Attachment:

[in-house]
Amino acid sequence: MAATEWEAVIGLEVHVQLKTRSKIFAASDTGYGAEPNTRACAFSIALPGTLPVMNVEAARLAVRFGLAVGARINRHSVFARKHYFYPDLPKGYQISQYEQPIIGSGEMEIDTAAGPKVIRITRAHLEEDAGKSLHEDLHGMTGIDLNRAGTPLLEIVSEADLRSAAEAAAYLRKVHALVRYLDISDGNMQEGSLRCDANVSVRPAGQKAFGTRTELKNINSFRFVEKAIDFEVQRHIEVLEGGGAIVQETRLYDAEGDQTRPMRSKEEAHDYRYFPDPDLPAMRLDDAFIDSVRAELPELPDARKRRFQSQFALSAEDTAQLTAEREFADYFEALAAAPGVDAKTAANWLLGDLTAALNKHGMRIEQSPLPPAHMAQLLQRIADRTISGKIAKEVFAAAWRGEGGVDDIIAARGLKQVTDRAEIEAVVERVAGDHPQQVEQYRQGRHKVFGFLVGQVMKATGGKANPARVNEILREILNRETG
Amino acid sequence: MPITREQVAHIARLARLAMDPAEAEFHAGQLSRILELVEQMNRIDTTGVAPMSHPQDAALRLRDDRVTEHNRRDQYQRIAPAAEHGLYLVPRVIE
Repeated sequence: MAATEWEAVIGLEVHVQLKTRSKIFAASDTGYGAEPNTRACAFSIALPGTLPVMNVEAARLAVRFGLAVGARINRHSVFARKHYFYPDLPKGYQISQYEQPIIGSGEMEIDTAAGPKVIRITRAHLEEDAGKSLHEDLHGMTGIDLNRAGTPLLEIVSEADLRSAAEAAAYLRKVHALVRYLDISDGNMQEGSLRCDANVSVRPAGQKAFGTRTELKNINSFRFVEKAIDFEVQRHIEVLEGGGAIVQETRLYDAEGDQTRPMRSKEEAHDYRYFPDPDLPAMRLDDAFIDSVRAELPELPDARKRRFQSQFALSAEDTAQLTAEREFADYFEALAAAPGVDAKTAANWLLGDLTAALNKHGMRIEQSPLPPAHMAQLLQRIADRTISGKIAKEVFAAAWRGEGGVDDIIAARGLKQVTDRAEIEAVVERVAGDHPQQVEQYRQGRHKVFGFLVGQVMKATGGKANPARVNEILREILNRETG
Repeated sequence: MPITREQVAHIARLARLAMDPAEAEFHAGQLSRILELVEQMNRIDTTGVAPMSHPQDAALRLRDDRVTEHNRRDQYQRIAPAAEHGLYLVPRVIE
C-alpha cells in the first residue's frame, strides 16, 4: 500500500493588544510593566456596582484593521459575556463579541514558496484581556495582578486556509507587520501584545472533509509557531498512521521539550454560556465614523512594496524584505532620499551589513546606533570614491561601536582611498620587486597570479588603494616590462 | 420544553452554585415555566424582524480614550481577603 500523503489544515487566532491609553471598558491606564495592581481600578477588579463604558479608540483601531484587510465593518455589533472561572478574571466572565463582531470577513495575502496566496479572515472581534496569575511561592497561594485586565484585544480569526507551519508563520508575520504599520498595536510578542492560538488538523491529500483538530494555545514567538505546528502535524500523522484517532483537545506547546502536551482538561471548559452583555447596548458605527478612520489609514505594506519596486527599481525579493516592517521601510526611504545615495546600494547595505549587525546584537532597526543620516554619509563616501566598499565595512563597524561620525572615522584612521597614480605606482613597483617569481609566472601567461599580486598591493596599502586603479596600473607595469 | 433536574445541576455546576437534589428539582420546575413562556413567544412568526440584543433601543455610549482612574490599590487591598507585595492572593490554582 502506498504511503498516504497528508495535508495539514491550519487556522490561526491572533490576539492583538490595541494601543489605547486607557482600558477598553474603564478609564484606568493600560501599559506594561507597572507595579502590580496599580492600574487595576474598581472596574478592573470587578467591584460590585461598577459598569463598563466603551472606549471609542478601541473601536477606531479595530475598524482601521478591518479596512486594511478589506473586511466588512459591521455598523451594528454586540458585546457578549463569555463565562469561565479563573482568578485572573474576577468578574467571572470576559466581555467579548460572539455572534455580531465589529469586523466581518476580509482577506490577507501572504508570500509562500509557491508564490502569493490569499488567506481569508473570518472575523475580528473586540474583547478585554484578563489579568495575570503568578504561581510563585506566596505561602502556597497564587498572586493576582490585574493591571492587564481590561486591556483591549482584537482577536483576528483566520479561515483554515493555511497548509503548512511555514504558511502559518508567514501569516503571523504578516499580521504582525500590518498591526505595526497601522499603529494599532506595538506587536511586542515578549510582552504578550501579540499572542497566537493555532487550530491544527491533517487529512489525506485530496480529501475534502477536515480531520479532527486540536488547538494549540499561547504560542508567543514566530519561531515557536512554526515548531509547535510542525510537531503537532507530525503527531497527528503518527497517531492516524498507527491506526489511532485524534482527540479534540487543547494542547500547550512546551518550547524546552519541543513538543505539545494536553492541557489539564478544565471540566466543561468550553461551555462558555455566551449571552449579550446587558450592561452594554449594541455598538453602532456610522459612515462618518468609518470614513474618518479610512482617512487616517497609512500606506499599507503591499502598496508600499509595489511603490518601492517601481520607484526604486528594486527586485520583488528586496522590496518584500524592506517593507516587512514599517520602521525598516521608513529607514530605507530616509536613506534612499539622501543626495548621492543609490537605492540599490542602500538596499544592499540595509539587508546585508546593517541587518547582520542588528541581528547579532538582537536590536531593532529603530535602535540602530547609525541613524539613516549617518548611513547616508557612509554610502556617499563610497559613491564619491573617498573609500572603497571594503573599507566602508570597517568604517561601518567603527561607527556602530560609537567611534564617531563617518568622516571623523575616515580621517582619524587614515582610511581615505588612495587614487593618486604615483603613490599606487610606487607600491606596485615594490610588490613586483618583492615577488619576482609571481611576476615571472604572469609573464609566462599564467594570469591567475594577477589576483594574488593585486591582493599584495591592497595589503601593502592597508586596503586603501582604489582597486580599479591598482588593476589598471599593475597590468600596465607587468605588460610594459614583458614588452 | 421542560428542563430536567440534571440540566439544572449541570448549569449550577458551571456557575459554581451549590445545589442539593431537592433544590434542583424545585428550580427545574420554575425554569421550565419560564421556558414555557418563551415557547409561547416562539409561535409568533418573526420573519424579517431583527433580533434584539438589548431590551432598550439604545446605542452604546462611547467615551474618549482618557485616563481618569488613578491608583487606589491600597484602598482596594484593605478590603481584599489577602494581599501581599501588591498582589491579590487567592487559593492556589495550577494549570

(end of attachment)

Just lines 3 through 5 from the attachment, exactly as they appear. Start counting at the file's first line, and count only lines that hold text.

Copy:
Amino acid sequence: MPITREQVAHIARLARLAMDPAEAEFHAGQLSRILELVEQMNRIDTTGVAPMSHPQDAALRLRDDRVTEHNRRDQYQRIAPAAEHGLYLVPRVIE
Repeated sequence: MAATEWEAVIGLEVHVQLKTRSKIFAASDTGYGAEPNTRACAFSIALPGTLPVMNVEAARLAVRFGLAVGARINRHSVFARKHYFYPDLPKGYQISQYEQPIIGSGEMEIDTAAGPKVIRITRAHLEEDAGKSLHEDLHGMTGIDLNRAGTPLLEIVSEADLRSAAEAAAYLRKVHALVRYLDISDGNMQEGSLRCDANVSVRPAGQKAFGTRTELKNINSFRFVEKAIDFEVQRHIEVLEGGGAIVQETRLYDAEGDQTRPMRSKEEAHDYRYFPDPDLPAMRLDDAFIDSVRAELPELPDARKRRFQSQFALSAEDTAQLTAEREFADYFEALAAAPGVDAKTAANWLLGDLTAALNKHGMRIEQSPLPPAHMAQLLQRIADRTISGKIAKEVFAAAWRGEGGVDDIIAARGLKQVTDRAEIEAVVERVAGDHPQQVEQYRQGRHKVFGFLVGQVMKATGGKANPARVNEILREILNRETG
Repeated sequence: MPITREQVAHIARLARLAMDPAEAEFHAGQLSRILELVEQMNRIDTTGVAPMSHPQDAALRLRDDRVTEHNRRDQYQRIAPAAEHGLYLVPRVIE